The Mercury 8 was parked nearby, a couple of blocks down Fremont Street from Viscuso’s club. There was another new casino going up on the other side of a chain link fence and deafening construction noise filled the air. As the Toledo mobsters walked towards the car, they heard a pushy foreman yelling profanities, the popping of a welder’s torch, and the hydraulic whine of heavy machinery moving dirt.  

When they reached the car, they found Branigan leaning against the front grill smoking a cigarette.  

“So, what are we gonna do now, Tony?” said Iacono.  

“Give me a cigarette, Branigan.”  

Branigan pulled out a pack of smokes and shook one out. Falanga put the cigarette in his mouth and Branigan offered a light. He took a hit, exhaled and then holding the cigarette between his teeth he continued: “What we’re gonna do now is knock off Javernick’s casino…That mick outfit you ran with in Cleveland, Branigan. Oscar Duffy and his tommy gun crew. You think they’d travel for a big payoff?” 

“Yeah, I think it’s likely, Tony. Tough times in Cleveland. Too many dogs after the same bone.” 

“Get on the horn then, Branigan.” Falanga tossed him a roll of quarters and pointed towards the phone booth. “Tell Duffy and his boys to head out here if they’re lookin’ to make some dough.” 




It was always something with the federal bureaucrats, and after complaints from the Park Service about the air traffic at the casino, a designated landing zone had been created on the surface of the lake. The ruling by Judge Ambrose in 1933 had ordered the government to accommodate Javernick in the operation of the casino, so it was easy for his attorneys to mollify the park rangers when they complained about the pontoon planes. To appease the government authorities and in the interest of safety, Javernick cordoned off a designated landing zone with buoys and signs that were posted to keep boaters away. 

Javernick was inbound, on his return trip from L.A., and he skillfully landed the plane on the surface of the water. After mooring it to one of the docks, he walked towards the entry. He passed by Jace Lyle, one of Roland’s security men as he approached the automated double doors.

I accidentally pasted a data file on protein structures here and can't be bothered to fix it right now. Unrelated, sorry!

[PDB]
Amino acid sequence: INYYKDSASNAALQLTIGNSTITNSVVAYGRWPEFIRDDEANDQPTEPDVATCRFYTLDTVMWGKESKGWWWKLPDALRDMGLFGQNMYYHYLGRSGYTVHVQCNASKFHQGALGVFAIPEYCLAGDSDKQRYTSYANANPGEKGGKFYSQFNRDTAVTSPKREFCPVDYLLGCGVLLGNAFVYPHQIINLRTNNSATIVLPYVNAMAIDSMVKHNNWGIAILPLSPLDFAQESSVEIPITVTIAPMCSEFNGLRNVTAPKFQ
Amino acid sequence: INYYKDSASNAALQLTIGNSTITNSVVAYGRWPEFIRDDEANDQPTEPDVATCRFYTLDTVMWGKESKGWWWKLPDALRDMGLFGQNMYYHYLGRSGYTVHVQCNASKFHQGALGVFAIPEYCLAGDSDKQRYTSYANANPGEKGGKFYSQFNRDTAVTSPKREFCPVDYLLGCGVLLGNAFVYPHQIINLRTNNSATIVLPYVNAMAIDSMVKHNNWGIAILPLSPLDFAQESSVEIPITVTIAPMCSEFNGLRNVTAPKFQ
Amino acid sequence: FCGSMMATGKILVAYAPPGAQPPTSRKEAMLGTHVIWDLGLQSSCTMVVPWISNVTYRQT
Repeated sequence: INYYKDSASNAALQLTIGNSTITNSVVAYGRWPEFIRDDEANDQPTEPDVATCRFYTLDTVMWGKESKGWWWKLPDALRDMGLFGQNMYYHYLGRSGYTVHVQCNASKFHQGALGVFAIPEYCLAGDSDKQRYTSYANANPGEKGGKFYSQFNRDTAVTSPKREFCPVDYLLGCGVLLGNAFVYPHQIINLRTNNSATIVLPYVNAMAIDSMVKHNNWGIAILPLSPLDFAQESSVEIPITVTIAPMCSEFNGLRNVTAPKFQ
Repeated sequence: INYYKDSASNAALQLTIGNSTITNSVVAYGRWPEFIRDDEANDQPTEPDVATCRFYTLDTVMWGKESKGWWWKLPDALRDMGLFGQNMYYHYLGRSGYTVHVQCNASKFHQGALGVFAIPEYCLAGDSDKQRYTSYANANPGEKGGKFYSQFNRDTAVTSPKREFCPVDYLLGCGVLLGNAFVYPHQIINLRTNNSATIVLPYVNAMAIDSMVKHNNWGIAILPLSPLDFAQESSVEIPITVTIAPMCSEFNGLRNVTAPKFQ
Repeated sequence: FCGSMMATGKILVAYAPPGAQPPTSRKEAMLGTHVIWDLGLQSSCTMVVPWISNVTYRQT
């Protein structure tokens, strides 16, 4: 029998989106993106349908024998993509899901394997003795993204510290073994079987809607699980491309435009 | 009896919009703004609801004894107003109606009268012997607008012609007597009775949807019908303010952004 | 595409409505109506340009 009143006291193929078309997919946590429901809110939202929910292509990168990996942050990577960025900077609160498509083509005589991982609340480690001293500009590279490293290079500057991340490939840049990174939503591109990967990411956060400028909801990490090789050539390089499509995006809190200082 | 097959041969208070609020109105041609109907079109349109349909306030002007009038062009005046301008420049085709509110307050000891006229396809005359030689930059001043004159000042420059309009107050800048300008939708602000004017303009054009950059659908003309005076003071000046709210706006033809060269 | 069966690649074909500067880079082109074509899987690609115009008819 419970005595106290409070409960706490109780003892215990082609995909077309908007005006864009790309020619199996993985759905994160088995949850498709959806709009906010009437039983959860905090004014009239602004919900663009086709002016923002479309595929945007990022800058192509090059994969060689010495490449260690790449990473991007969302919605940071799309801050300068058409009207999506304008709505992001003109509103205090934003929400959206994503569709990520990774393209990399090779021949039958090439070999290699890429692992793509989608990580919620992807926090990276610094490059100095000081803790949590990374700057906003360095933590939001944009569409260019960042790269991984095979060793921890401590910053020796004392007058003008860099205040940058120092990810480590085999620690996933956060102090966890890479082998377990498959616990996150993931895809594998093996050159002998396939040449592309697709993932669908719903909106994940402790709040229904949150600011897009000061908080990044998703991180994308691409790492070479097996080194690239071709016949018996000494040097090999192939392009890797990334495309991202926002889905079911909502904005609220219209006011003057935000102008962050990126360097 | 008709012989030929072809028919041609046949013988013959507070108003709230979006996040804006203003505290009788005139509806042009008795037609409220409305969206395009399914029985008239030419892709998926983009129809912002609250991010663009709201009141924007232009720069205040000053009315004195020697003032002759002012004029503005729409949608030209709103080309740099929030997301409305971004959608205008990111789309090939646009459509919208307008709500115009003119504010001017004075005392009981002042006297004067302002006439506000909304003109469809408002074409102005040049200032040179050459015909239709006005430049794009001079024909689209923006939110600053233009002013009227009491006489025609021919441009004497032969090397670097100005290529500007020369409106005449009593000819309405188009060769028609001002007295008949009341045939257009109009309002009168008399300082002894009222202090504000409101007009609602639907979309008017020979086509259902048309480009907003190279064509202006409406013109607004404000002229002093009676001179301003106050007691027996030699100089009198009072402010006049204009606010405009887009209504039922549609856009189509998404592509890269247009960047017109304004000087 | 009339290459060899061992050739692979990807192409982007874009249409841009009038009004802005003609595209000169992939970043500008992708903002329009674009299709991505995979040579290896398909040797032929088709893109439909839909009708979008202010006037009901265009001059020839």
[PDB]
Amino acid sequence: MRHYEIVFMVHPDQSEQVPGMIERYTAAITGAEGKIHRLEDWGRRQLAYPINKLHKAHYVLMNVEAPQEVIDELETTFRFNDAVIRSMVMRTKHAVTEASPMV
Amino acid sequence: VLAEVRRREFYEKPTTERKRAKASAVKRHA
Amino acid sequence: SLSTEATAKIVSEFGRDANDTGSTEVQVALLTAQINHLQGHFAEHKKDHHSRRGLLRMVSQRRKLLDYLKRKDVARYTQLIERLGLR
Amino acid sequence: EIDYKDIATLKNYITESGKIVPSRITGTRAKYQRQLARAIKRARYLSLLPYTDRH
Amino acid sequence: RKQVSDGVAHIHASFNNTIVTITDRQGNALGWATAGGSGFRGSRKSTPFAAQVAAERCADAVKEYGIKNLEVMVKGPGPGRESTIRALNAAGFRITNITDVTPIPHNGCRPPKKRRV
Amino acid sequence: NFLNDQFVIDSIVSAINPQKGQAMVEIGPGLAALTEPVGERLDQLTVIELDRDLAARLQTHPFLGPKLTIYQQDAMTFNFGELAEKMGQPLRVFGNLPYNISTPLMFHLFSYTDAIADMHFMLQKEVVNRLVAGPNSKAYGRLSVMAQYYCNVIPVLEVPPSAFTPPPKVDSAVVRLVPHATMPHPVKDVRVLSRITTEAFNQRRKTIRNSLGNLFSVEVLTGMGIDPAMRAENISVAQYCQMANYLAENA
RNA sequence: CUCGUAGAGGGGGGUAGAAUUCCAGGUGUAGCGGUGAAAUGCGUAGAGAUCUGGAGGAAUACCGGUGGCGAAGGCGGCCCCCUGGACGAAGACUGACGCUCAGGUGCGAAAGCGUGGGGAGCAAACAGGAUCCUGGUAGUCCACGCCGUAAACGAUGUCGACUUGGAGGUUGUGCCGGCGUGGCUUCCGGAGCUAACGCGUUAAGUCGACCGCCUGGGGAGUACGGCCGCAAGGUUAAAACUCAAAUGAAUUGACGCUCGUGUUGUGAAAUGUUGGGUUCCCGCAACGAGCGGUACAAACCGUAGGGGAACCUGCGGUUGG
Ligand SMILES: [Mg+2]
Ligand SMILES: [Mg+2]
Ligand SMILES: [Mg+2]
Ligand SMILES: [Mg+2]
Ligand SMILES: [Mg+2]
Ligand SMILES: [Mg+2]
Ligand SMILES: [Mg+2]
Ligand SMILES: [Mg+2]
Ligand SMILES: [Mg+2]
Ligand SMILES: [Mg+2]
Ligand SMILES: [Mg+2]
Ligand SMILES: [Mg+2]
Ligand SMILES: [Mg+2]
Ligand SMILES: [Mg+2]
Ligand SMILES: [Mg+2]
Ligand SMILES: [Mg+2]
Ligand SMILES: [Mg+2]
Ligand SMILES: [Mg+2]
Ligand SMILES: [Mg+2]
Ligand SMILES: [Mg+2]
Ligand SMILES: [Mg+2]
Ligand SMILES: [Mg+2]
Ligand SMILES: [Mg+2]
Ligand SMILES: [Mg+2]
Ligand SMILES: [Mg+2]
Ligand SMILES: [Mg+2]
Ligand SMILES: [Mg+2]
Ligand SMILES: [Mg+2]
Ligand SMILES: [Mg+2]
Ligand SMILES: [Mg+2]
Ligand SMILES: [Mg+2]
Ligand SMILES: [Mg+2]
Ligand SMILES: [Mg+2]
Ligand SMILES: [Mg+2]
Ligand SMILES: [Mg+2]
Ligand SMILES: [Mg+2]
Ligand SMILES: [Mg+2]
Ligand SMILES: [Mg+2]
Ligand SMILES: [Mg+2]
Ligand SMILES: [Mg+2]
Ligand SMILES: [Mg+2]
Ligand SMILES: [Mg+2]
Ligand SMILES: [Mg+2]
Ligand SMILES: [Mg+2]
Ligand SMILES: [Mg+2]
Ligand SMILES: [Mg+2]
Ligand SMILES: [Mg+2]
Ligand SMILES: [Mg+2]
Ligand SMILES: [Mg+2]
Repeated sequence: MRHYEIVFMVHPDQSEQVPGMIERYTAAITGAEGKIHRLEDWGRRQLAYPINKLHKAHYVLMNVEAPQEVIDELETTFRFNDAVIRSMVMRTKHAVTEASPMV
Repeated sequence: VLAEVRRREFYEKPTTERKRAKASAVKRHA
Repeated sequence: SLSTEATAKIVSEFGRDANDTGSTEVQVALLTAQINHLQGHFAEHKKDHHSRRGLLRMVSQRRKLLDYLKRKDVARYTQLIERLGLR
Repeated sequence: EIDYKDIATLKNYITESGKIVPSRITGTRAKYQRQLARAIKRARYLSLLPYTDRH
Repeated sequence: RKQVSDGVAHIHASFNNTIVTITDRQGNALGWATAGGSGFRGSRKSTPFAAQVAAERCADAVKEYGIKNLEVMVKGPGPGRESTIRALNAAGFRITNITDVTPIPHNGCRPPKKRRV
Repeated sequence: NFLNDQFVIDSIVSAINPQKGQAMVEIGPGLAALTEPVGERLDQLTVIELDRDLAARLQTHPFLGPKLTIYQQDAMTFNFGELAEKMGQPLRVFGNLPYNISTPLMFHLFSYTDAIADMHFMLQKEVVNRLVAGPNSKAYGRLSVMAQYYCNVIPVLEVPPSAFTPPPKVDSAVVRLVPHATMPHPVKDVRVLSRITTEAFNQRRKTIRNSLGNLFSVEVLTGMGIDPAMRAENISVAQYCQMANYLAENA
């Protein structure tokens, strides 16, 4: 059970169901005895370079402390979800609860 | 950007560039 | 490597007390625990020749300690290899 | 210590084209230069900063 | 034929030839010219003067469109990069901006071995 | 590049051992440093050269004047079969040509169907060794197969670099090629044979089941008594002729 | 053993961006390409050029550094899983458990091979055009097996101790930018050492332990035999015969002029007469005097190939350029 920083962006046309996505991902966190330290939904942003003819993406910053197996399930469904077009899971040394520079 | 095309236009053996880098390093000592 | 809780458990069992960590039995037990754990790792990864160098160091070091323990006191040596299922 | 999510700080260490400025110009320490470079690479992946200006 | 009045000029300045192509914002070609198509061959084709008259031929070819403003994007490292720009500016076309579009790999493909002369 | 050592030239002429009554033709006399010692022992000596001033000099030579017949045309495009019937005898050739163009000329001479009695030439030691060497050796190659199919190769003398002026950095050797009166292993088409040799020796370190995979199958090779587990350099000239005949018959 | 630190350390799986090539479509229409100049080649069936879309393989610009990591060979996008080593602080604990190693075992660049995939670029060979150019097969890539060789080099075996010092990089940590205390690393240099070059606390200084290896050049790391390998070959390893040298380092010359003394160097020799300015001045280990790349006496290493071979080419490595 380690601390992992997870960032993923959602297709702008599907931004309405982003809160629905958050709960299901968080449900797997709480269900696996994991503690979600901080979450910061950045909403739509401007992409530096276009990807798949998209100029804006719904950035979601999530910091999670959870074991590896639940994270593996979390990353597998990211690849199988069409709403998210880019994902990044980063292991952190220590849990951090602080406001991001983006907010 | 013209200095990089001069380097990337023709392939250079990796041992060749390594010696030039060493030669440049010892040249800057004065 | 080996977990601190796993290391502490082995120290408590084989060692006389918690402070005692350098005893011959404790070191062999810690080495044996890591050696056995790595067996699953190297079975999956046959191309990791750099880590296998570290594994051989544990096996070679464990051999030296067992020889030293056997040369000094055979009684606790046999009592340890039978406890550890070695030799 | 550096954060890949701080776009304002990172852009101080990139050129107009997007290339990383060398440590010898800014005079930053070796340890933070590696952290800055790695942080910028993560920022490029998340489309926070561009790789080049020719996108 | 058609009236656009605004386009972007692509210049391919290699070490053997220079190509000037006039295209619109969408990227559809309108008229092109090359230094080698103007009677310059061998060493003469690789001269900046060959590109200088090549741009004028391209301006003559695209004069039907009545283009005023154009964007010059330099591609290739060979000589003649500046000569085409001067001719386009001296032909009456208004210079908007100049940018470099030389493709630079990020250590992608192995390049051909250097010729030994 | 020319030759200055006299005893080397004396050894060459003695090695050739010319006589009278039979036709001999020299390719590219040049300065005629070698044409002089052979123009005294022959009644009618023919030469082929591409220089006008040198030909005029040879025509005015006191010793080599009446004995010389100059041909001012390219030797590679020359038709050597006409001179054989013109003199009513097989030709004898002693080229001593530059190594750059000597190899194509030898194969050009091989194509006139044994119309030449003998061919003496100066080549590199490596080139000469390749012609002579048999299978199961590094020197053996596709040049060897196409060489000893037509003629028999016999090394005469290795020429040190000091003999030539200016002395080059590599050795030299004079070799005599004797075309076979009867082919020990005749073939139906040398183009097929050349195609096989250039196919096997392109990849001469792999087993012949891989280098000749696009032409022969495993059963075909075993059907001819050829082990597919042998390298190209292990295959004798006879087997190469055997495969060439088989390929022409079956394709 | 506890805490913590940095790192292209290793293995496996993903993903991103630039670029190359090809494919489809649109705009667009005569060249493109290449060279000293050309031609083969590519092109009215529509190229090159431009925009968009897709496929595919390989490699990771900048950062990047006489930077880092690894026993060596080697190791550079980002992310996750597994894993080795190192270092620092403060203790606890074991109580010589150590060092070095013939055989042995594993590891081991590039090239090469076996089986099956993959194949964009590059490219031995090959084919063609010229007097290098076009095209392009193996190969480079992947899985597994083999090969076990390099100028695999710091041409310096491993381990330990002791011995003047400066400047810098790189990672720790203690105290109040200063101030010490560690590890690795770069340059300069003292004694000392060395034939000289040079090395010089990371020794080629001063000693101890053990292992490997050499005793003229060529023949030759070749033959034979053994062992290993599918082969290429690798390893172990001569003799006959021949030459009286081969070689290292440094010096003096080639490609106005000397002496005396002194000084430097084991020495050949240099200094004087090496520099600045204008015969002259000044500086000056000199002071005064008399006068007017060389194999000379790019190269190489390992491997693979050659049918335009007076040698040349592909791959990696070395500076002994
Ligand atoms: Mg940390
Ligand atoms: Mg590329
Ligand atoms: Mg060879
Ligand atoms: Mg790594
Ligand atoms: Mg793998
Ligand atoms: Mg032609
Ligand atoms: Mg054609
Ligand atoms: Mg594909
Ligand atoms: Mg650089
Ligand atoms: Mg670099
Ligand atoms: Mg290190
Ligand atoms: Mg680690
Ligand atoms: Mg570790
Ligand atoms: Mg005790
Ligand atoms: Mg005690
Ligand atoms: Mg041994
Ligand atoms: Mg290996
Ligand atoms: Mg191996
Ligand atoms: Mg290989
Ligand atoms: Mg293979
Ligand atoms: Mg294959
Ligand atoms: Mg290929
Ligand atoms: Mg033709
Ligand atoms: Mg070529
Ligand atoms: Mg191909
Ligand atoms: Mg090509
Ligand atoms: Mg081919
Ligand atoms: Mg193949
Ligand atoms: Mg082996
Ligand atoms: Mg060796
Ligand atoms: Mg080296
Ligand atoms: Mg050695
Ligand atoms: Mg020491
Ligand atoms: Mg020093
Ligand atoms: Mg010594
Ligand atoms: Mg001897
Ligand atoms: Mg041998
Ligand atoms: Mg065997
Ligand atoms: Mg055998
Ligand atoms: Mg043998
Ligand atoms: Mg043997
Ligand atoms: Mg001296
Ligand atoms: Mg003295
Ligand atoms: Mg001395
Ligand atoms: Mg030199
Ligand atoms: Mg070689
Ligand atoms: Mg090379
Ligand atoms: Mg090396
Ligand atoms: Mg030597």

“Good afternoon, Mr. Javernick.”  

“Call me Claude, Jace. We’ve certainly known each other long enough to dispense with the formality.”    

He went inside, greeted the check-in clerk at the front desk by her first name, then walked up the fire stairs to the forty-eighth floor where Melvin and Roland had their offices. The interior decor was modernistic—lots of stainless steel and flat finished plaster with no wood trim. The use of flammable materials had been kept to a minimum throughout the buildings.  

Roland had a private office, but he was sitting in the reception area, hunting and pecking on an electric typewriter when Javernick walked in. “Hello, Claude. How was the flight back?”  

“Fast and easy. Only way to travel. I may never cross the desert in the caddy again…I’m glad I caught you here because I have a couple of things to discuss with you and Melvin. Is he here too?” lifting his chin towards a closed office door.  

“Yeah, he’s in there tabulating casino receipts.”  

Javernick walked over and lightly tapped on the door. “Can I come in?”  

“It’s open, Claude,” came Melvin’s voice.  

“Why don’t you join us, Roland.” Javernick went inside and took a seat in one of the armchairs casually arranged in front of Melvin’s desk. Roland followed. 

“Elias brought in two more Paiutes,” said Roland as he sat down next to Javernick. “Cash Bravebird and Flint Swiftwater. I hired both.”  

“Put them up here at the hotel?”  

“They’re sharing one of the bigger suites on the fifty-second floor.” 

“I’m assuming they can shoot as well as Elias.”  

“Yeah, the Shivwits Band starts them off young.”